Rai is also convinced by the merits of long-running series: in the last season, titles like “Gente di mare”, “Capri” and “Raccontami” did very well.
The sequels are already in production (“Gente di mare 2 has actually already been broadcast).
The other series in production or nearly ready range from the sentimental “Questo amore”, to the hospital drama “Ospedale centrale”, to the historical “Roma 2” (although this is a US production co-fi nanced by Rai), the comedy thriller “Due cuori e un delitto”, a spin-off of “Una famiglia in giallo”, and the imperishable “Don Matteo 6”. “La squadra” will, however, be very different: the ninth season, which will begin filming in November, will be subject to a complete overhaul, with 50 minute episodes, a new cast, greater economic resources and more action scenes.
This is not just due to the generational changeover of the Italian public, but to meet the demands of foreign markets who want products with these characteristics and consume them avidly.
There are some medium-length series “” with four or six episodes “” which seems to be the favored length of a certain type of detective drama: “Nebbie e delitti 2”, “Ho sposato uno sbirro”, ” Mamma detective”, “Zodiaco” and “Un caso di coscienza 3”.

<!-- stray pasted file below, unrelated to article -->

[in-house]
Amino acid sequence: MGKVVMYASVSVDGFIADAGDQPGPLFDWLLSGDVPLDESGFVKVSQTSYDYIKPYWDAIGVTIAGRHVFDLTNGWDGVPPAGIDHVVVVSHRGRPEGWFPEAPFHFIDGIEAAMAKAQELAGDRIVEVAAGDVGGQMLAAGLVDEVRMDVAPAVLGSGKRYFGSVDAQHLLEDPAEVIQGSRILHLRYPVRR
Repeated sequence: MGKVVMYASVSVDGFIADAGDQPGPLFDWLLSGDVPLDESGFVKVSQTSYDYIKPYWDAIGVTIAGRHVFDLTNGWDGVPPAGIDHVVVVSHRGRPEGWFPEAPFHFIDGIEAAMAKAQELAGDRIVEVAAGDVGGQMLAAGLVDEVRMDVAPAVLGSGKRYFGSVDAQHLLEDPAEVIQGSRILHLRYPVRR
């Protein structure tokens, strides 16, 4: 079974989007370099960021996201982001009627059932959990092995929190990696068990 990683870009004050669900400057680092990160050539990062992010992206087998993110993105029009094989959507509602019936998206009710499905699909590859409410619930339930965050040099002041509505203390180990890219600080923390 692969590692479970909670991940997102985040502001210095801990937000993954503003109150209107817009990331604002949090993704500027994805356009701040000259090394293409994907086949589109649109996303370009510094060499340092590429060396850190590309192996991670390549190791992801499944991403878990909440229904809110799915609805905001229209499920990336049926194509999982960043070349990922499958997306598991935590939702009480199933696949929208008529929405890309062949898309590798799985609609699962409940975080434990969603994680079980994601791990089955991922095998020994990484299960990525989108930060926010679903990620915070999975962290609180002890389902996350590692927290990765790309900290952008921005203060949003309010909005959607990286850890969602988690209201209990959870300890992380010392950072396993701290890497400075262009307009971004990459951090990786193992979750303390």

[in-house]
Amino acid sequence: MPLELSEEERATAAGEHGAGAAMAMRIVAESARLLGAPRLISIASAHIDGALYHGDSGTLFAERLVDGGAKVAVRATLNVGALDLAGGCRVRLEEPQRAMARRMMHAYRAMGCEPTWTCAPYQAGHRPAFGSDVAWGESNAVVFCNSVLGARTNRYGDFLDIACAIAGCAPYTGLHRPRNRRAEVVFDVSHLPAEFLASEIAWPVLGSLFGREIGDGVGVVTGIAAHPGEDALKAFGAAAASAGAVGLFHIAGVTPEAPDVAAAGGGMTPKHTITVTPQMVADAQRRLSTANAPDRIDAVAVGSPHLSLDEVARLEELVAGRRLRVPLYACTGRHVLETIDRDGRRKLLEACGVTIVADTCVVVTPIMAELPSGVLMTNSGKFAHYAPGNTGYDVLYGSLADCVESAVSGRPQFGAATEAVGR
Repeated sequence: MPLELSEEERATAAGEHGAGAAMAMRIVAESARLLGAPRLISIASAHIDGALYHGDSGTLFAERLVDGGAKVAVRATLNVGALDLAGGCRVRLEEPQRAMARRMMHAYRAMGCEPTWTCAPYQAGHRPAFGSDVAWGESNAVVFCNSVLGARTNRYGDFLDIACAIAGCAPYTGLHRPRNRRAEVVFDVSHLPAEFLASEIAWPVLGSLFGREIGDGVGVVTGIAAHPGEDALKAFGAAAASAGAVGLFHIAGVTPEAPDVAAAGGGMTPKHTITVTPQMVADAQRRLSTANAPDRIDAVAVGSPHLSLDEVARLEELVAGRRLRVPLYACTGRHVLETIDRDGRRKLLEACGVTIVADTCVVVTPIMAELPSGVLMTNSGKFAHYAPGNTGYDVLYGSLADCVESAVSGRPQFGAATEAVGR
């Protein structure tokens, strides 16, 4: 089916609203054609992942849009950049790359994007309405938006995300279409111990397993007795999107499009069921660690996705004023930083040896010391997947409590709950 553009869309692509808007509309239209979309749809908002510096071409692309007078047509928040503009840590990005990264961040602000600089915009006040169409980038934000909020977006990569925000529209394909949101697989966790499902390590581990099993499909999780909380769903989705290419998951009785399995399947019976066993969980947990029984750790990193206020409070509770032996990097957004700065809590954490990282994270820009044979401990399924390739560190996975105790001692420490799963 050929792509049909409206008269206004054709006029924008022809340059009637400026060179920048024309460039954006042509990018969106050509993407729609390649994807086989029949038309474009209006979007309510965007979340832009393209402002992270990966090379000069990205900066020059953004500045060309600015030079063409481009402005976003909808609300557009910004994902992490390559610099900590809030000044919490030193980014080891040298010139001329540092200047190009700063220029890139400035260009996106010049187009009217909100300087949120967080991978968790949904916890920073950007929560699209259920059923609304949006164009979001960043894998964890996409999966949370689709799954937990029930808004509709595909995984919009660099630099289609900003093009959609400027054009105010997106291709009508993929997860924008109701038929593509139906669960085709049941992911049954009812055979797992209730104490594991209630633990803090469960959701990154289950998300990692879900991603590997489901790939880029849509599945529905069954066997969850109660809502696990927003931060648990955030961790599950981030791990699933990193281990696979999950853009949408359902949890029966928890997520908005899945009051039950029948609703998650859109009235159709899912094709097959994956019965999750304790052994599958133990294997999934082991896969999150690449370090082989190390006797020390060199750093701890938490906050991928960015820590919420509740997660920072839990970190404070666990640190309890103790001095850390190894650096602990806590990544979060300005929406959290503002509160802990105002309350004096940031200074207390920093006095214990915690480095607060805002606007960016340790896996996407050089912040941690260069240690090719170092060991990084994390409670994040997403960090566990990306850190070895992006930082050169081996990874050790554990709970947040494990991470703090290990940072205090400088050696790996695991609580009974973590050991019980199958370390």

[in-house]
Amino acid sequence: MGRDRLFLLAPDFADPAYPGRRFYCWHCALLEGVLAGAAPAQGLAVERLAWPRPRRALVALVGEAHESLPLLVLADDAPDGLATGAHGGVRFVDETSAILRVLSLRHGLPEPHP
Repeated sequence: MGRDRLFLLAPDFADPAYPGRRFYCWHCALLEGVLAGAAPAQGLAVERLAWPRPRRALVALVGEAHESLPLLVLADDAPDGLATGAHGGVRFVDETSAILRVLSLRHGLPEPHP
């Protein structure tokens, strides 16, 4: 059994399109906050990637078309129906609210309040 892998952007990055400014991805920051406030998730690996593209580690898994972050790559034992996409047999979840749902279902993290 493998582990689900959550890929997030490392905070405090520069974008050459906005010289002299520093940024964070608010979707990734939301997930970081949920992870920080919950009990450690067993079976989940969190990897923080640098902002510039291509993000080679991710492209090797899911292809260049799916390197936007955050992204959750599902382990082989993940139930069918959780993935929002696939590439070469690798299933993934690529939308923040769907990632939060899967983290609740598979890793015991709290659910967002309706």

Here again we find sequels and new titles.
However, things are hazier for TV movies with a duration of around 100 minutes.
“We have always had a lot of success with movies shown over two evenings.
This remains our main format”, insists Luca Milano, Rai Fiction’s head of marketing and advertising.
But he does admit that Rai is also producing one episode TV movies. “Normally they are programs in which we tackle topics of social importance such as “Il figlio della luna” about the Italian scientist suffering from spastic tetraplegia, or “Briciole” about anorexia.
Or those that are part of a “˜collection’, like “Montalbano”, or “Crimini”. We are preparing a series called “Il commissario De Luca”, 4 independent stories with the same protagonist, set in the years between Fascism and the postwar period, or more investigations from “Ispettore Coliandro”.
With regard to the international market, at Rai they think that miniseries have the greatest appeal, better still if in costume and linked to historical events and people.
In this sense, “War and peace” and “Caravaggio” have not yet completed their life on the market.
They are accompanied by other prestigious titles, from the strong theatrical connotations of “I Vicerè” (which, like “Caravaggio” has a double life on the large and small screen) directed by Roberto Faenza, based on the novel by De Roberto, “Sangue pazzo” by Marco Tullio Giordana, the biography of “Einstein” by Liliana Cavani, and “Rebecca” by Riccardo Milani, based on the novel by Daphne du Maurier, which also inspired Hitchcock.
In all, the list of titles from Rai Trade is very well-stocked for the future.
Cinema&Video International n. 10-11 October/November 2007